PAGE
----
I'm a petite little lady.
A few inches over 5 feet tall and a wee bit over a 100 lbs.
I'm small but I'm also strong.
Everyday, I have the privilege to teach yoga, meditation and mindfulness at a beautiful resort in Tucson, Arizona and it is AWESOME.
I love to move and I love to connect with people.
It's an amazing life but it also comes with its own unique expectations and challenges.
My responsibility is to care for myself and for my students.
I share my struggles with emotional instability, self doubt and just my general nature of being human.
I make a point to let my students know that despite a regular meditation and yoga practice, I get frustrated, I lose my composure, I act a fool and often let little things bother me way more than I'd like them to...because I do not want to create an expectation that doing all these practices means that life isn't still a challenge.
Sharing the difficulties that I face as a mother, a lover, a daughter, a sister, a mentor, a friend and just someone who tries to leave the house without being covered in dog hair or kid goop is not hard for me.
I share that stuff with ease and I am constantly told how helpful it is that I don't make these practices seem elusive or a cure-all.
I'm honest, sometimes embarrassingly, so.
However, as easy as it is to be honest about my periodic meltdowns and tantrums, I've started to think about what I project physically.
Basically, I workout for a living and part of my yoga practice is to be aware of what I consume and despite my daily dose of chocolate, randomn soda, an evening beer and my periodic relapses with a pickle addiction...
I'm pretty healthy and fit.
I excercise almost everyday but even with that...I've got a jiggly bum, puckered thighs and breasts that certainly show the history of breast feeding a boy with an insatiable appetite for 3 years.
Of course, when I get in front of a class no one can see that.
If you haven't noticed, all those tight black yoga pants squeeze all those 'imperfections' in pretty darn well.
I've been told I have 'a yoga body' and have had women look at themselves with shame as they tell me that they can't do yoga because they don't look like me OR they ask what can they do to look the way they think they should which is thin, lean and forever 25.
So...the past few weeks, as Bathing suit season has made its arrival in the Desert Southwest, I've been thinking about how much I still actually hide from my students.
It's taken many years and a lot of therapy for me to appreciate my body and lessen my habit of searching for issues or reasons to dislike my body.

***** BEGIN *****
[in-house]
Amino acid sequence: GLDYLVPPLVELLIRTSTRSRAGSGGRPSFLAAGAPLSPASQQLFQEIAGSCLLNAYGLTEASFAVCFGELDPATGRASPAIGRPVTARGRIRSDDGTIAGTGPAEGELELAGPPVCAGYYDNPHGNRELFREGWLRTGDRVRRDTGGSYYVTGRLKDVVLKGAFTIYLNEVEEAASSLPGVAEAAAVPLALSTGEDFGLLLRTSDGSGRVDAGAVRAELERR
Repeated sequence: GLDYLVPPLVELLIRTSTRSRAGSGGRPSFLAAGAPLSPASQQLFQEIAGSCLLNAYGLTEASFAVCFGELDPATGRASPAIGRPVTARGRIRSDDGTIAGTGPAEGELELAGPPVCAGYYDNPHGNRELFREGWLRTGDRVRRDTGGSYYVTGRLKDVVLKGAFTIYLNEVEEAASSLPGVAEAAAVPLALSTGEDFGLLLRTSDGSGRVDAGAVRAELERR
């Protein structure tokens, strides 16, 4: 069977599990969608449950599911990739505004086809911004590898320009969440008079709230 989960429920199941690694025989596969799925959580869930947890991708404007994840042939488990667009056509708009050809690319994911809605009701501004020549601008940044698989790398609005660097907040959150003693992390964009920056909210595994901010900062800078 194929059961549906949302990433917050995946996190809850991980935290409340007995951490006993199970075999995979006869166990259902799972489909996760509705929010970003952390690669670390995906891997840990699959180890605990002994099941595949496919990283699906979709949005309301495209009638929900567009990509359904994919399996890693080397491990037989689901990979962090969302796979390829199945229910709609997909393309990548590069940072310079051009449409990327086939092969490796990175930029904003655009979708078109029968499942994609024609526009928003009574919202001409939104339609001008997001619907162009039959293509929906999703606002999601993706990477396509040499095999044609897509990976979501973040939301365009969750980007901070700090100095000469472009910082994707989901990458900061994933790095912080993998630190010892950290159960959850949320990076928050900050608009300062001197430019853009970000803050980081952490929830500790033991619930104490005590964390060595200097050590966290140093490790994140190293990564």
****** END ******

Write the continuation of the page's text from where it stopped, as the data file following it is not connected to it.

I am lucky to have a gorgeous gym and lap pool to use when I'm at work and when I have time to workout or go for a swim, I am aware that the eyes of the women who take my classes are looking at me.
I know it happens because it's what we do as women, we look, we compare, we judge... so I've always worn a towel around the locker room so they don't see my cellulite.
I'm strategic when I undress and I wrap a towel around me as I walk to the pool, covered up as I look for the closest lounge chair to the pool's edge so I can lessen the chance that anyone will glimpse all the imperfections of my 'yoga body'.
Earlier this week, several teenage girls were at the pool with their mothers and I felt my usual inhibitions take hold but then I realized what a hypocrite I was being.
I can reveal my stories of depression, my moments of screaming at my child or freaking out because someone cut in line in front of me at the market but the thought of these women seeing my untoned butt puts me in a panic!
What kind of message does that send?
So...I said 'screw it' took off my towel, took the long way around the pool and walked right in front of them and then hopped in the pool to do my laps.
They saw me and hopefully they recognized that a healthy body, a 'yoga body' is a strong body with dimples, sags and some stretch marks.
A 'yoga body' moves with ease and steadiness.
It doesn't starve or suck in its gut all the time.
It can be flabby, round, skinny, wrinkled, smooth...it can bend, be flexible, be tight, be achey...
What it looks like is not the point, actually.
Go ahead...read The Yoga Sutras...
I'm positive there is no mention of a need to look good in a bikini while posing in Nataraja (dancer pose) on the beach.
Not one word, I promise.
Looking good in a pair of tight pants or skinny jeans is not what it means to be a good yogini or a good person, for that matter.
Yesterday...I walked around naked as could be in the locker room in front of a several middle aged women, just being me, being unattached to what they may think of me but only hoping that they might judge themselves less and love themselves more.
It's fine...besides if we could channel the energy saved from self loathing and put it into solving the problems of the world, I think we could see real change.
We would see how beautiful and fragile things are and how important it is to take care of ourselves and others.
There is suffering to be ended and hearts that need mending.